IVRs (Interactive Voice Response Systems) are indisputably among the poorly utilized automated interactive systems that degrade the customer experience with bad designs. The never-ending list of IVR prompts not only makes customers wait for their problems to be resolved but may also force them to stop using the service. It comes as no surprise that a study by a leading University found that 83% of consumers had poor experiences with IVRs. Even more surprising is the fact that consumers believe IVRs are merely cost-effective marketing strategies for enterprises.
People dislike recorded interactive voice response systems that make them wait for a long time. However, the system is never a bad option, as long as it is designed to meet the needs of consumers. In this article, Pulse Unified Communication Service provider, India's leading UC and hosted PBX provider, explains some of the best design practices that can be used to improve IVR functionality.
One key reason that makes IVR's highly undesirable is that this automation is not a choice. A consumer 'must' go through the mandatory series of recorded messages until they are connected with the customer associate. Often, delay caused by this customary process frustrates consumers who may have to wait long for their issues to be resolved.
The usual promotional messages that come with the IVR are also another major cause of dissatisfaction. Some companies play marketing messages, business and website information in their IVRs, which delays the actual purpose they are meant to serve.
IVRs are generally been viewed with disdain because they cannot convey messages clearly and transfer callers quickly to associates. The longer it takes to transfer the calls, the more dissatisfied the customer becomes. The current implementations of IVR show that the system is not flawed, but its implementations are.
User-centric VUI ( Voice User Interface) ensures that customers can navigate the menus easily and receive help at the point of need. The following section of the article summarizes nine suggestions for improving cloud IVR solutions.
Options to reach an executive easily.
Consumers would like an IVR with an easy navigation feature, but they'd like to speak with an executive faster. Implement design changes that make this option easy to access.
Shift regular announcements to call transfer gaps
Announcements like "Call recording" can be transferred to call transfer slots or relayed only if necessary. It can reduce the amount of time it takes to reach the customer service staff.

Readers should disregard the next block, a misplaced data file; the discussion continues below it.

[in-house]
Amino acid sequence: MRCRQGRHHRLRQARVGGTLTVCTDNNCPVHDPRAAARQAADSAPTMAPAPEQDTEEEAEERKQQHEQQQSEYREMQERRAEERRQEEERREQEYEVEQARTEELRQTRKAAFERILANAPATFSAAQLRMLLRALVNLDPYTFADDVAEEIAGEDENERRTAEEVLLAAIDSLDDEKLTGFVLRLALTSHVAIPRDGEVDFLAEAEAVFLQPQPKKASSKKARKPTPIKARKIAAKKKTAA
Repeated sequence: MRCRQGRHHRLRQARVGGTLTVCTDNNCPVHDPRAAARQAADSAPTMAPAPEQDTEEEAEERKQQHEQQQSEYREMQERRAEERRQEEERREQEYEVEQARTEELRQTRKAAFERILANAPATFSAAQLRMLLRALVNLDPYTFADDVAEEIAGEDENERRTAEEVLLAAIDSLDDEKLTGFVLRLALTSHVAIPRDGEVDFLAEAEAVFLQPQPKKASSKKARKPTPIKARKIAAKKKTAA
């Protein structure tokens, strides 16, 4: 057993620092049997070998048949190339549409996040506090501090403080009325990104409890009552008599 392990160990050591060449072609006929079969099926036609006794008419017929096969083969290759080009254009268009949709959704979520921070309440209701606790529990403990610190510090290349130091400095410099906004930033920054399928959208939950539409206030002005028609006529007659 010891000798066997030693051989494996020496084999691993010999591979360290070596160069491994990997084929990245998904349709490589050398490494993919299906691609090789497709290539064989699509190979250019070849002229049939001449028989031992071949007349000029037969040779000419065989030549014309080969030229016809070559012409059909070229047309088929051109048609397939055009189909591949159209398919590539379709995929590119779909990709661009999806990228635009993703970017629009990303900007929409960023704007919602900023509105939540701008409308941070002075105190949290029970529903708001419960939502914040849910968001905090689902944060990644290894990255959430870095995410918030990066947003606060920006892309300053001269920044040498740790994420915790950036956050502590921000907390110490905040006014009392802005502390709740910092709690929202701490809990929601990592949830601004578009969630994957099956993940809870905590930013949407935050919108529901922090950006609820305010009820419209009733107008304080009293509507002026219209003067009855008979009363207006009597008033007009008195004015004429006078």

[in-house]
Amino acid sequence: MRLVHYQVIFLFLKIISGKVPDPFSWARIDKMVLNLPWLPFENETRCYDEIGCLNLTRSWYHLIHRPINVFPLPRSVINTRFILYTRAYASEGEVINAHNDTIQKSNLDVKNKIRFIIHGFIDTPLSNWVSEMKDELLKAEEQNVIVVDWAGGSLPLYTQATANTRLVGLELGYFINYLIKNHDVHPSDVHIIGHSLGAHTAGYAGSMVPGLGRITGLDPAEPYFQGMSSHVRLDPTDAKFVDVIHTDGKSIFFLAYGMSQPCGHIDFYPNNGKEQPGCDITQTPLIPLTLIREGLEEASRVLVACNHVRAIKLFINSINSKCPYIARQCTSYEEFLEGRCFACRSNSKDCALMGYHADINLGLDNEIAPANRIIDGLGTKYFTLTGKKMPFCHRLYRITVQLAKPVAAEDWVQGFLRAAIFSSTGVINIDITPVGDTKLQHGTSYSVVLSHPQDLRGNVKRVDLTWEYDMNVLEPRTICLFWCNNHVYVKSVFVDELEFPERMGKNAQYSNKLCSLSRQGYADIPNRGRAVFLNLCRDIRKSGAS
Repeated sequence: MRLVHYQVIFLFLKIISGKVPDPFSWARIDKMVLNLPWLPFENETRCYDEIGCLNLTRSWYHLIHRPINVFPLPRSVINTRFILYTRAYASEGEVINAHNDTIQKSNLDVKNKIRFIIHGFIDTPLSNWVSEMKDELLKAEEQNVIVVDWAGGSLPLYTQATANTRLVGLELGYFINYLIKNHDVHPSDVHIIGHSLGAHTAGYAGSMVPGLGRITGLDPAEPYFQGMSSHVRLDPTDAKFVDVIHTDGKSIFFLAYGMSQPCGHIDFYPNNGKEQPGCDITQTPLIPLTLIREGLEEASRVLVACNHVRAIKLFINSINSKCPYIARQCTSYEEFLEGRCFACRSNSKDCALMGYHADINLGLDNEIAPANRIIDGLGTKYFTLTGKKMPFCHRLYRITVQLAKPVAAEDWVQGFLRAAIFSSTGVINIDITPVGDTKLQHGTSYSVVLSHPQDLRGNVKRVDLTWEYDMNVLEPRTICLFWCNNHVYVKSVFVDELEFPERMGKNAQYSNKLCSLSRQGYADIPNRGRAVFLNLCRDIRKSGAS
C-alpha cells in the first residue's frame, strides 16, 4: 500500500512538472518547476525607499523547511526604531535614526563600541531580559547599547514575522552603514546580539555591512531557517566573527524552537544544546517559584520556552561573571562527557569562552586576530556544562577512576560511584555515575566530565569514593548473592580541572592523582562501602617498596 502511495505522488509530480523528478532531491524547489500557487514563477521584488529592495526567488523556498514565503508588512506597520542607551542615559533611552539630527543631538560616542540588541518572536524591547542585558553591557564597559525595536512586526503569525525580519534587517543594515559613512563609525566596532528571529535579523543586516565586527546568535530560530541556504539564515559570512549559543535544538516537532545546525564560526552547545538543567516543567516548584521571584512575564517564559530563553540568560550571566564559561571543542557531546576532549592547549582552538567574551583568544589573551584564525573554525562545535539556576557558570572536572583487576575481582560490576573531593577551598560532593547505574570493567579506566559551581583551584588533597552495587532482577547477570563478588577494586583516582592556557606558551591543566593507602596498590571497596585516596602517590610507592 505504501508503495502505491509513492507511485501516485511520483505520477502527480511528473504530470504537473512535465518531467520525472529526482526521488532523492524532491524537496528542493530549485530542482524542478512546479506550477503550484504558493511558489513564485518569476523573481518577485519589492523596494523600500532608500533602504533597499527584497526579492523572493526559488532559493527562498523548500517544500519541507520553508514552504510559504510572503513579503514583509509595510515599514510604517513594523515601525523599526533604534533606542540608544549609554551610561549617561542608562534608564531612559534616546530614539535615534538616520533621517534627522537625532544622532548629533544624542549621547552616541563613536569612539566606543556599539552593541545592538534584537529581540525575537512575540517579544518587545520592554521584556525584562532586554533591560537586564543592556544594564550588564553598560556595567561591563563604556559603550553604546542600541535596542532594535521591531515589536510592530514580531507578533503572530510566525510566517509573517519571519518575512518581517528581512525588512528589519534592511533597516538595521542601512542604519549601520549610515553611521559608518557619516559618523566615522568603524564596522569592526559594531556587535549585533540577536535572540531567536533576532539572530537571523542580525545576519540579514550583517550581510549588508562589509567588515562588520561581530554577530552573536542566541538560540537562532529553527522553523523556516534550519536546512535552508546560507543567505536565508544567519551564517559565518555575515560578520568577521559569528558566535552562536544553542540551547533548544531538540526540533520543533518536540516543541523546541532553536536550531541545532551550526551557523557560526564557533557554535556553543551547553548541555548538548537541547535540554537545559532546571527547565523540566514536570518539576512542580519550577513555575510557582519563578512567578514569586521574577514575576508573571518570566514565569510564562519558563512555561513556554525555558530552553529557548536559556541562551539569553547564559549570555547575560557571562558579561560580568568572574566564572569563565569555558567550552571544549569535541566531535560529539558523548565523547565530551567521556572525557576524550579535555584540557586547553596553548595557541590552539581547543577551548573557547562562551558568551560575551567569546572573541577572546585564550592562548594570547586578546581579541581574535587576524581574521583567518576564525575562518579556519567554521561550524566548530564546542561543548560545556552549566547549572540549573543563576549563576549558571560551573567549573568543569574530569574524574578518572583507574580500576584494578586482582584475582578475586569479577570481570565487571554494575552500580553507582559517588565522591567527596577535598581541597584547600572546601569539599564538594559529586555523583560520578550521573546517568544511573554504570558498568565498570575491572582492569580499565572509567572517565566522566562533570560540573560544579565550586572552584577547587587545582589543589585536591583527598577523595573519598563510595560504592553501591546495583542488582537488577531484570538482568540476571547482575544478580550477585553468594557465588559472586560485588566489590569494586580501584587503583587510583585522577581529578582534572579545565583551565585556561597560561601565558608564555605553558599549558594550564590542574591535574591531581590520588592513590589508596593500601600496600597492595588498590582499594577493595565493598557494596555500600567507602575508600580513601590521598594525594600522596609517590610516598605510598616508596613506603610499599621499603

Reduce the menu options for 30 seconds
The length of a menu can often hinder the quality experience of a customer. Make sure that the main menus are optimized and kept simple to prevent delays in call transfers.
Place primary language options in the beginning.
Customer engagement can be improved by placing language preference options first. Make sure the primary languages appear first in the options.
Humanize the pre-recorded voices
Designers should add a personalized touch to IVRs by recording responses similar to customer executives. Ideally, the voices should have the ability to deliver tones and inflections when needed.
Integrate voice recognition features
Give customers a reasonable amount of time to respond after the prompts. Strong voice recognition features can identify natural pauses and give the customer enough time to respond.
Avoid repetitive instructions
There is nothing more annoying than a long wait, but the redundant instructions that come with it make it more annoying. Playing these instructions is not recommended.
Rephrase the prompts when errors are made
Customers can get stuck on an option or a command when they do not understand it. To improve clarity, try rephrasing those commands.
Pass on IVR information to live executives
Customer service executives often ask customers to repeat the same information they might have given over the IVR. Allow programs to capture these details in advance so that customers can avoid repeating the process.
The right cloud IVR solutions can make your customers happy. Implement the above practices to make the IVR system a value-added service for both providers and customers.